EghtesadOnline: Tehran Chamber of Commerce, Industries, Mines and Agriculture hosted a meeting of foreign diplomats and businessmen on Monday.
First Vice President Es’haq Jahangiri and Foreign Minister Mohammad Javad Zarif, who attended the meeting as representatives of the government, weighed in on Iran’s capacity to attract foreign investment as well as on tactics to counter looming US sanctions against Iran.
On May 8, US President Donald Trump withdrew from the 2015 Iran nuclear deal and unilaterally restored sanctions on the country, in defiance of the deal’s five other signatories—Britain, China, France, Germany and Russia. The restored sanctions are set to go into effect in two waves in August and November, and will also punish foreign companies and banks that continue to do business with Iran.
Jahangiri said Americans have explicitly stated that their goal is to reduce Iran’s oil exports to zero by November. “This is wishful thinking, as the world needs our oil and we are capable of using new strategies to export oil. We’re all set to mount smart resistance to sanctions,” Financial Tribune quoted him as saying.
Calling for broader participation of the private sector in solving the country’s economic problems, the vice president said the government and the private sector must act in unison to move the country forward.
“The Islamic Republic gains its legitimacy and power from its people and not from foreign resources. It has been the most powerful country in the [Middle East] region for close to four decades now and we’ll continue to remain so,” Mehr News Agency quoted the foreign minister as saying.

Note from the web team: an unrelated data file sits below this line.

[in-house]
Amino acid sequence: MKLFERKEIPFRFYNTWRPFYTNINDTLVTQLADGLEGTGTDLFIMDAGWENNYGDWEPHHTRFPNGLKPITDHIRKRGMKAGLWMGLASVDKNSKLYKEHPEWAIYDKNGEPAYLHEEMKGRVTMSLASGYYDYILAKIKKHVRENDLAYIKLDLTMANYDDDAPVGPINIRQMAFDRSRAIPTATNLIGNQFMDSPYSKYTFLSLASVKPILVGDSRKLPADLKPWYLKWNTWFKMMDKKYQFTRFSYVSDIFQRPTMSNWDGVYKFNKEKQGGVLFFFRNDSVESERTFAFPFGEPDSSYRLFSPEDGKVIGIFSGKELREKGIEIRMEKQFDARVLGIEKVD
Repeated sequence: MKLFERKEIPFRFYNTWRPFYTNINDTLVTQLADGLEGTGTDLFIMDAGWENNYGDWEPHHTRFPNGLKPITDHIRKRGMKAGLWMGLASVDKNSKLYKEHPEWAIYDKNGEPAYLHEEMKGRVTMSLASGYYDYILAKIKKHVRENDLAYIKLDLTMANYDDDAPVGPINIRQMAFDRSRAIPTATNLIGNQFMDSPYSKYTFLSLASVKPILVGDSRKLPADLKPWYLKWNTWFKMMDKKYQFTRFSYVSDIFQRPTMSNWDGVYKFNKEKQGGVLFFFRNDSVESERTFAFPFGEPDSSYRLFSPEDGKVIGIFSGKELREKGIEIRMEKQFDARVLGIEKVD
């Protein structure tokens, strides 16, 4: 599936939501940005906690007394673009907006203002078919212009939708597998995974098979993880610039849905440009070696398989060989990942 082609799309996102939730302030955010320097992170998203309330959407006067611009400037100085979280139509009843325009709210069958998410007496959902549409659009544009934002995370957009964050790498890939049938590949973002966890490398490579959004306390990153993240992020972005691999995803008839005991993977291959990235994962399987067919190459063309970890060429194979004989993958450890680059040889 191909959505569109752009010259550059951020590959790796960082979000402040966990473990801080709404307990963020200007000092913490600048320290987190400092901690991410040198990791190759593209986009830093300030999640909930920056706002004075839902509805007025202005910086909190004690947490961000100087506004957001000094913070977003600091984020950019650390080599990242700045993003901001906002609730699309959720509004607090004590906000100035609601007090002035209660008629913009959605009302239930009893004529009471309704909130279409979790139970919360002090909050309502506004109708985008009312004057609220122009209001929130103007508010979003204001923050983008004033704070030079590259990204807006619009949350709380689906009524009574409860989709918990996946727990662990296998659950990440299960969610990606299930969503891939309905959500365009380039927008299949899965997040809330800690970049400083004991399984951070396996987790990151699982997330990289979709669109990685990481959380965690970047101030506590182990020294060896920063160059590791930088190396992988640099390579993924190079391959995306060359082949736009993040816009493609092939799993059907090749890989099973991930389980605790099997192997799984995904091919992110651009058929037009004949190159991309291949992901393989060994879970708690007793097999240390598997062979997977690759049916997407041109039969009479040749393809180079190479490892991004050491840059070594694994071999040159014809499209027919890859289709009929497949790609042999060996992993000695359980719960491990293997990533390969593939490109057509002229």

Referring to the significance of the private sector and small- and medium-sized enterprises, Zarif said joint chambers between Iran and 77 countries will have meetings next week and hopefully these sessions will pave the way for the private sector to play a more dynamic role in the economy.
Billions of Dollars on the Line
US threats have put in jeopardy $30 billion worth of finance deals Iran signed with Austria, Italy, Denmark, China and South Korea last year (March 2017-18), Masoud Khansari, the president of Tehran Chamber of Commerce, Industries, Mines and Agriculture, said.
Noting that US sanctions are against international laws and the basic rules of free trade, Khansari said a number of multinational companies and major European banks have failed to keep their businesses with Iran for fear of facing the ire of US sanctions.
France’s Total, CMA CGM, Swiss BCP bank and Germany’s No.2 lender DZ Bank are among those who have recently ended their operations in Iran, lest they face US punitive measures.
“However, cooperation between the Iranian private sector and Europe through SMEs is not impossible. Today, SMEs are the driving force of many economies,” he added.
Also in attendance was Austrian Ambassador in Tehran Stefan Scholz who said the European Union is willing to see financial channels activated for Iran.
“After all, the EU has incurred losses to the tune of around $10 billion due to the restriction of exports to Iran,” he said.